I’ve studied a few languages over the years including te reo Māori and one thing my teachers always encouraged was watching films in the language as it helped develop an ear for what native speakers sound like, as well as helping with vocabulary and grammar. In fact, this is how I first discovered Jackie Chan movies when I was learning Chinese.

Learners of te reo Māori are lucky enough to have Māori Television as a resource for hearing te reo Māori spoken, even if no one else in their household, school or place of work is fluent. But in terms of Saturday night movies on DVD, there’s very little to choose from.

t’s not difficult to find movies with a sprinkling of te reo Māori, here and there – films like Whale rider, BoyThe Piano and a few others. But a movie where the only English language you’ll find is in the subtitles? Now, that is a rarity – but that’s exactly what you get with 2014 action movie, The Dead Lands.

With impressively gory deaths and terrific fight choreography The Dead Lands is sort of a cross between Apocalypto, (Mel Gibson’s brutal Meso-American set action film), a Bruce Lee movie, and a mafia revenge drama. It’s closest cinematic equivalent in New Zealand terms might be the Geoff Murphy directed classic, Utu.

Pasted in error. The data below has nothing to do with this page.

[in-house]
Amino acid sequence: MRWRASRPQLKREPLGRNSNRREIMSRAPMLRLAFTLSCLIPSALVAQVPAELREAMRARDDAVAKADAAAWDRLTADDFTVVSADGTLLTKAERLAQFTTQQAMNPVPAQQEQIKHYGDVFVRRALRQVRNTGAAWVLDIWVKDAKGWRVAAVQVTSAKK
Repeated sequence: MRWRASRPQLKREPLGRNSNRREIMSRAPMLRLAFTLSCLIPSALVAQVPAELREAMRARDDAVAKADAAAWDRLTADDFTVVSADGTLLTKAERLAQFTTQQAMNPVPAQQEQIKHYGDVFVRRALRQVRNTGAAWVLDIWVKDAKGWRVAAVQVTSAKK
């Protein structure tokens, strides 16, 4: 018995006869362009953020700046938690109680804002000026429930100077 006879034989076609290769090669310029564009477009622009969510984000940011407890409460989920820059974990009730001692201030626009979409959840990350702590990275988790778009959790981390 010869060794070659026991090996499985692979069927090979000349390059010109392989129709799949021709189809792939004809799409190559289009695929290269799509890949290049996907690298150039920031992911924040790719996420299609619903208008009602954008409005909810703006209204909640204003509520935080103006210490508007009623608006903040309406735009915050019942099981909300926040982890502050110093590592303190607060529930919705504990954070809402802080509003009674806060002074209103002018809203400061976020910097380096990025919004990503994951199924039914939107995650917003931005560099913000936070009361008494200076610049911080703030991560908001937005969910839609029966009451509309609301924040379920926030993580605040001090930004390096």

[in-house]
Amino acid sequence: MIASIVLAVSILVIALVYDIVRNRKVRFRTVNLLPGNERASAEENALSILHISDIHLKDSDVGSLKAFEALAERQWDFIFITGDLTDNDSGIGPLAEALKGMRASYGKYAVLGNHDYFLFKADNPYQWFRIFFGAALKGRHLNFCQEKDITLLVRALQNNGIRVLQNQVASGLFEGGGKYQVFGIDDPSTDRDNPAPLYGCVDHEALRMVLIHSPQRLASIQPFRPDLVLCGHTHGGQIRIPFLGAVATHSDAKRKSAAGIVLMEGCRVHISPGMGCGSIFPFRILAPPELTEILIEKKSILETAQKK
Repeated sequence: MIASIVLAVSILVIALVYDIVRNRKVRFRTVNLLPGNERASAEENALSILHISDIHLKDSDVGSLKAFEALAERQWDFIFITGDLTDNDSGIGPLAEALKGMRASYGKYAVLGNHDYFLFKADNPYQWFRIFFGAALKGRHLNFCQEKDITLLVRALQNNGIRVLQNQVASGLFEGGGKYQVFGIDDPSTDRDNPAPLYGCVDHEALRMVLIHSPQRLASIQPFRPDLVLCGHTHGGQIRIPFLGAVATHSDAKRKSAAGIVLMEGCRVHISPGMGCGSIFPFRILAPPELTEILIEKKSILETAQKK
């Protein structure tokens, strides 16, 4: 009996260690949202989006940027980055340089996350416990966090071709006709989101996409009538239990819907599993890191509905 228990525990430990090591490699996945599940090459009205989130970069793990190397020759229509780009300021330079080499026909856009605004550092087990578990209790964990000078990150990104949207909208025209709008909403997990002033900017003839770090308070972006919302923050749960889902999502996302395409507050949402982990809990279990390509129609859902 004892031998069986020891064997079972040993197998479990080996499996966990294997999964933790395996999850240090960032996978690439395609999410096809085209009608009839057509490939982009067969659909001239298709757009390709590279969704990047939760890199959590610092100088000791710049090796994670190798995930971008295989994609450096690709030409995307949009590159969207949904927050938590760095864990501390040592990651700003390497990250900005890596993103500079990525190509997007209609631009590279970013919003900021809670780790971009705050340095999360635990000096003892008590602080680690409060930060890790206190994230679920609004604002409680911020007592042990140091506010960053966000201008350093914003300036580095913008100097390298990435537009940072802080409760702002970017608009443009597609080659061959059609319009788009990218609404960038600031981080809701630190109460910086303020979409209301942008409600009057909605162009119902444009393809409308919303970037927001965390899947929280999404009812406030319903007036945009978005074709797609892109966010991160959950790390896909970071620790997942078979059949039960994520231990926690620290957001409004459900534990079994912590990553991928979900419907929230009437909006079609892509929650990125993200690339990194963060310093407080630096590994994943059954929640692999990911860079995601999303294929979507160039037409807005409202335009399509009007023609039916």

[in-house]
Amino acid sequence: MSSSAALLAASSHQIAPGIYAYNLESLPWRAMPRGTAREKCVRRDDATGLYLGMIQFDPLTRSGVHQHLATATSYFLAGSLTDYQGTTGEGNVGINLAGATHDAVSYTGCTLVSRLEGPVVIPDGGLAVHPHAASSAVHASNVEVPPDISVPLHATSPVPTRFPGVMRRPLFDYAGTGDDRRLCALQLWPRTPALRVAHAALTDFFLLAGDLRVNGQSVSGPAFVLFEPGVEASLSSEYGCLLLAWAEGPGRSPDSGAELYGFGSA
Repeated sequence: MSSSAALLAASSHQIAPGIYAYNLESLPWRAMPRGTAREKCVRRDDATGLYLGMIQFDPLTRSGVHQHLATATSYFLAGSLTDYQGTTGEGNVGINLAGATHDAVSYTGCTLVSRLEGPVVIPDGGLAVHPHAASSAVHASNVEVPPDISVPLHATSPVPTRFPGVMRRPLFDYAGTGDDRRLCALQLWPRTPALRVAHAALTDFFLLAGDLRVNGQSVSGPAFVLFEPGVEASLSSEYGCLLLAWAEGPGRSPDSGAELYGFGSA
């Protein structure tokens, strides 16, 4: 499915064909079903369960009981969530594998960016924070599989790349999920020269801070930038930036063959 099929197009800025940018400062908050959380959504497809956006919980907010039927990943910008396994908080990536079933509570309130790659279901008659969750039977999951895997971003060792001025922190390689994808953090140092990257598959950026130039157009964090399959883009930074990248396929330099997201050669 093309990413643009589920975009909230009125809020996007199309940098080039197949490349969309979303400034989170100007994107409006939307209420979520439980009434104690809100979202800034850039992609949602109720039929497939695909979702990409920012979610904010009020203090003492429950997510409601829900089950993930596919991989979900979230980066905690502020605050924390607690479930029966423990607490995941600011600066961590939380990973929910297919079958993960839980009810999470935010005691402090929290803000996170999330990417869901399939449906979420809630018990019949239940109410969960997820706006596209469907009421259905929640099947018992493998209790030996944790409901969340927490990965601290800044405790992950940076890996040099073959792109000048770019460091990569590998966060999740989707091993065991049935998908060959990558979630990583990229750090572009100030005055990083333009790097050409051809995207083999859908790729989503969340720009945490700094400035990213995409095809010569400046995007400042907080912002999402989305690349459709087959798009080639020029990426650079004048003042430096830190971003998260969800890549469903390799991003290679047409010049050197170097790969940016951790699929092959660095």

Director Toa Fraser, was good enough to answer a few questions for me about the te reo Māori aspect of the film.

Toa Fraser on set
Director Toa Fraser on set with actor James Rolleston. Photo credit: Matt Klitscher

Why was the decision made to have the dialogue in te reo, rather than in English? How do you think it added to the film?

Honestly, we just thought it would be much cooler to do it in te reo. Glenn Standring always wrote it to be translated. Te Manahau Morrison wrote a beautiful translation, very heightened and theatrical that the cast found thrilling and challenging. It suited the fact that we were making an indigenous martial arts movie that looked to Hollywood but also to Asia for inspiration. Kurosawa was a particular inspiration.